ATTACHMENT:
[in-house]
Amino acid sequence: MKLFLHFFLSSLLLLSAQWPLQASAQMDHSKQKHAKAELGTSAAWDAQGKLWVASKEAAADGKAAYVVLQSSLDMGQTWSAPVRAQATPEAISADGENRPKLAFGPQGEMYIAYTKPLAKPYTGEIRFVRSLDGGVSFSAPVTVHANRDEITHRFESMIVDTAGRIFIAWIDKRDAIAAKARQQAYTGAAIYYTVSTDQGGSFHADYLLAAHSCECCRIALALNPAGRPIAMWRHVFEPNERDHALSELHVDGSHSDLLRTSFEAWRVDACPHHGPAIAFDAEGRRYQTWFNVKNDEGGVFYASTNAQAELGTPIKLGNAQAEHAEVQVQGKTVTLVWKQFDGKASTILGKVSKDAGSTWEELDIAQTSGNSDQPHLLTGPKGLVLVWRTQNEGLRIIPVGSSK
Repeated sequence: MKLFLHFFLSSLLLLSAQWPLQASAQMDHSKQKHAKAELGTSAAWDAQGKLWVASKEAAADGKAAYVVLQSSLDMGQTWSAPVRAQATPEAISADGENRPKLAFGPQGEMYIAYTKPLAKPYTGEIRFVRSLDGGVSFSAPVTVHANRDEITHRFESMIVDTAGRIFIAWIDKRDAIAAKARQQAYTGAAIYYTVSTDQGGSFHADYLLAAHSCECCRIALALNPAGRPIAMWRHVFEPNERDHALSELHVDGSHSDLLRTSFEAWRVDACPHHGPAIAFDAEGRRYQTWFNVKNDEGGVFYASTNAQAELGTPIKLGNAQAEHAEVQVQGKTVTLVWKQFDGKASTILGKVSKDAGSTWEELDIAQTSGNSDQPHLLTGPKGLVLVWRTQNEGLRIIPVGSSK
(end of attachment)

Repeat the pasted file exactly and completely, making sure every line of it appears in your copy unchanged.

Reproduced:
[in-house]
Amino acid sequence: MKLFLHFFLSSLLLLSAQWPLQASAQMDHSKQKHAKAELGTSAAWDAQGKLWVASKEAAADGKAAYVVLQSSLDMGQTWSAPVRAQATPEAISADGENRPKLAFGPQGEMYIAYTKPLAKPYTGEIRFVRSLDGGVSFSAPVTVHANRDEITHRFESMIVDTAGRIFIAWIDKRDAIAAKARQQAYTGAAIYYTVSTDQGGSFHADYLLAAHSCECCRIALALNPAGRPIAMWRHVFEPNERDHALSELHVDGSHSDLLRTSFEAWRVDACPHHGPAIAFDAEGRRYQTWFNVKNDEGGVFYASTNAQAELGTPIKLGNAQAEHAEVQVQGKTVTLVWKQFDGKASTILGKVSKDAGSTWEELDIAQTSGNSDQPHLLTGPKGLVLVWRTQNEGLRIIPVGSSK
Repeated sequence: MKLFLHFFLSSLLLLSAQWPLQASAQMDHSKQKHAKAELGTSAAWDAQGKLWVASKEAAADGKAAYVVLQSSLDMGQTWSAPVRAQATPEAISADGENRPKLAFGPQGEMYIAYTKPLAKPYTGEIRFVRSLDGGVSFSAPVTVHANRDEITHRFESMIVDTAGRIFIAWIDKRDAIAAKARQQAYTGAAIYYTVSTDQGGSFHADYLLAAHSCECCRIALALNPAGRPIAMWRHVFEPNERDHALSELHVDGSHSDLLRTSFEAWRVDACPHHGPAIAFDAEGRRYQTWFNVKNDEGGVFYASTNAQAELGTPIKLGNAQAEHAEVQVQGKTVTLVWKQFDGKASTILGKVSKDAGSTWEELDIAQTSGNSDQPHLLTGPKGLVLVWRTQNEGLRIIPVGSSK